As with any contemporary, complex manufacturing enterprise, information technology (IT) is a key, critical element crucial to effective and efficient operations. This is especially true for Pharma and Life Sciences. Of course it is, just ask any traditional IT operative in your organization; they’re sure to tell you the whole place would come to a screeching halt without their expert guidance and technology. Pride aside, it’s more or less fact. The digital age has introduced much in the way of game-changing technology to the “business” side of the house, including fundamental protocols, pervasive enterprise resource planning (ERP) platforms, and all those familiar, perennial business applications. Further, the exigencies of business operations demanded ever-more massive data-handling infrastructures, which is now outsourced and the engine that drove the rise of the cloud.
Manufacturing engineers also embraced the computer age and within just a few decades industry embraced the notion of computer-integrated manufacturing (CIM) and transformed its myriad analog, hard-wired and manual control systems into a networked ecosystem of operational technologies (OT), that is, distributed digital control networks, automation and sensing to help better understand manufacturing and processing operations. It was only natural to begin to see the possibilities of connecting all the data and information coming from these rich fields. In a recent Smart Industry magazine editorial, Peter Martin, president of Schneider Electric related this bit about the rise of CIM in the 1980s: “We had the idea that if we took networks and tied all the computers we had together, something good was bound to happen.”
That was the vision, but Martin’s comment reveals much because it captures the magical thinking that (at the time) accompanied this technological innovation. Colleague and veteran industry observer Keith Larson, editor of sister publication Smart Industry explained that in spite of good intentions, at the outset “Integration was hard; integration was time-consuming; integration was expensive. And, once achieved, these custom links were brittle and maintenance-intensive too. As a result, only those integration projects deemed essential to operations or those that cleared a very high return on investment bar were undertaken — and only then by the enterprises with the resources to fund them.”
The dream became more a waking nightmare to some; integration and communication across domains was difficult at best and those who embarked on this path found that the initial investment was only one element of an increasingly expensive proposition that consumed operational resources and budgets, ultimately putting extreme pressure on its overall value proposition.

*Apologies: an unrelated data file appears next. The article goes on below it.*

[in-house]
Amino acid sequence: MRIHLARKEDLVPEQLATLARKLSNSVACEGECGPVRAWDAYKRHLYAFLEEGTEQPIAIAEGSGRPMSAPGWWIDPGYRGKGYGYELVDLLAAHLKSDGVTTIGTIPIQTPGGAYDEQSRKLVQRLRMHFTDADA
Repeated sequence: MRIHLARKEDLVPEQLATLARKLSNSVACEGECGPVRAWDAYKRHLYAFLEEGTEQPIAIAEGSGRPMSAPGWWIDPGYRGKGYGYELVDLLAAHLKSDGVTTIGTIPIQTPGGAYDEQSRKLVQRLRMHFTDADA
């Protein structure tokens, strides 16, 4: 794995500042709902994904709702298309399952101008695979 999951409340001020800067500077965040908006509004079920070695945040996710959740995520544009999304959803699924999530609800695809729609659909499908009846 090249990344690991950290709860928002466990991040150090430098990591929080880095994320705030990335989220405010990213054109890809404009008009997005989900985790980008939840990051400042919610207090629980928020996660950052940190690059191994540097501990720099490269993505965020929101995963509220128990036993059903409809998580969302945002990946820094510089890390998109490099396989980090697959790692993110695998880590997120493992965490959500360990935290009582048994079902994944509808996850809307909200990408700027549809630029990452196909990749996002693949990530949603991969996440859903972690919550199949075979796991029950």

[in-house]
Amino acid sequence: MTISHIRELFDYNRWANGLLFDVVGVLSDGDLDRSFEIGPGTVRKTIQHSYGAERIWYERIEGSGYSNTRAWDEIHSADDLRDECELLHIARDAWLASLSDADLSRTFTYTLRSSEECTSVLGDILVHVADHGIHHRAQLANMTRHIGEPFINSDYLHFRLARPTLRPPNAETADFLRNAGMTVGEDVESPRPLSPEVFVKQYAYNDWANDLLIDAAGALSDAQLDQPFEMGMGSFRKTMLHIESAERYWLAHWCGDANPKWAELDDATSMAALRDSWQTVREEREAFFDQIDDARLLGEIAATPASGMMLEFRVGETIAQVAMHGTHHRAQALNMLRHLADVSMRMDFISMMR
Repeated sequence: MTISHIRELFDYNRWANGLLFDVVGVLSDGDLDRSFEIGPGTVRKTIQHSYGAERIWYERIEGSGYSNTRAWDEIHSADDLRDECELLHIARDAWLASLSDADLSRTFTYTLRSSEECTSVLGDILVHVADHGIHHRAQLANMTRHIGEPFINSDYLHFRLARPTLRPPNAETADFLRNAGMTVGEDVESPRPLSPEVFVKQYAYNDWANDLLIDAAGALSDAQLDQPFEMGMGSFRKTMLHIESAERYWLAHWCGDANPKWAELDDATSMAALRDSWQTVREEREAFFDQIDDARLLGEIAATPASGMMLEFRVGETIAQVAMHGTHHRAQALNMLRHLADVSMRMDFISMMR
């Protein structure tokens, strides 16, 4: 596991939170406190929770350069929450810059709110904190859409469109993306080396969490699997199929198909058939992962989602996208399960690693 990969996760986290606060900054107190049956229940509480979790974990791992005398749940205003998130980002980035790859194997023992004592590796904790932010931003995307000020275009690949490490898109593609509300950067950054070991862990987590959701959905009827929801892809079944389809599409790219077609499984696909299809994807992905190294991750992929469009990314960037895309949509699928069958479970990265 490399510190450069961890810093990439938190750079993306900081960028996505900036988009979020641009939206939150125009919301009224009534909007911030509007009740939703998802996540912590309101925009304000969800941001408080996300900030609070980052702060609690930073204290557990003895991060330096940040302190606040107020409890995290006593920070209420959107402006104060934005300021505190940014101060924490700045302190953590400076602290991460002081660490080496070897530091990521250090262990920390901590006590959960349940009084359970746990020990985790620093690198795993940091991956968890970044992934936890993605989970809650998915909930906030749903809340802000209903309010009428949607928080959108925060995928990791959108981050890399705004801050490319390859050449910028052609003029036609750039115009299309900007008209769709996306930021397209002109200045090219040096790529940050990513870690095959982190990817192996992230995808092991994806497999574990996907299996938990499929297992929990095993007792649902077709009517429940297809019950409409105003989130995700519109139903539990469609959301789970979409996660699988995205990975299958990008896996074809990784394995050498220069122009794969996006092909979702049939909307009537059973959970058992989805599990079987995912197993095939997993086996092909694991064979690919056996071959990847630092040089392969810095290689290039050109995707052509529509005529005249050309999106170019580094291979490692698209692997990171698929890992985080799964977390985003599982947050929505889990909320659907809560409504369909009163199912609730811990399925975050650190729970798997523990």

Networking production assets, monitoring critical and operating state process, and generally getting data flowing across manufacturing operations was hard enough, and the notion of deriving business value by integrating and sharing this data with the business systems and analytical platforms in the C-suite really did seam like magical thinking, and kept the two “technocracies” if you will, entrenched in their respective kingdoms, managing an uneasy detente.
For many a year, IT and OT disciplines ran along parallel tracks, introducing advancements and features that served the interests of their respective groups. Few in either camp were focused on delivering the potential of these technologies beyond their traditional roles; even after some 35 years the industry is still talking about the divide. But the gap is closing, and judging by the high level alliances between titans like Cisco, SAP, Oracle IBM and automation giants like Emerson, Rockwell, Siemens, Werum and others, OT and IT convergence is their collective solution to managing the incredible complexities associated with the global pharmaceutical manufacturing enterprise, and the cloud is where they all are convinced this utopia can be realized.
In 2015 the technical and economic barriers to OT/IT convergence are falling away, creating much stronger, more robust, reliable links. Perhaps most important has been the increasing amount of computing power end devices like sensors and controllers have built in — in other words, the availability of increasingly “smart” controlling and sensing technologies with that are capable of crunching incredible volumes of data at the edge of plant networks. Similarly, the industry developed open integration and communication standards that have dramatically improved the efficacy of the links demanded of real-time highly integrated OT networks.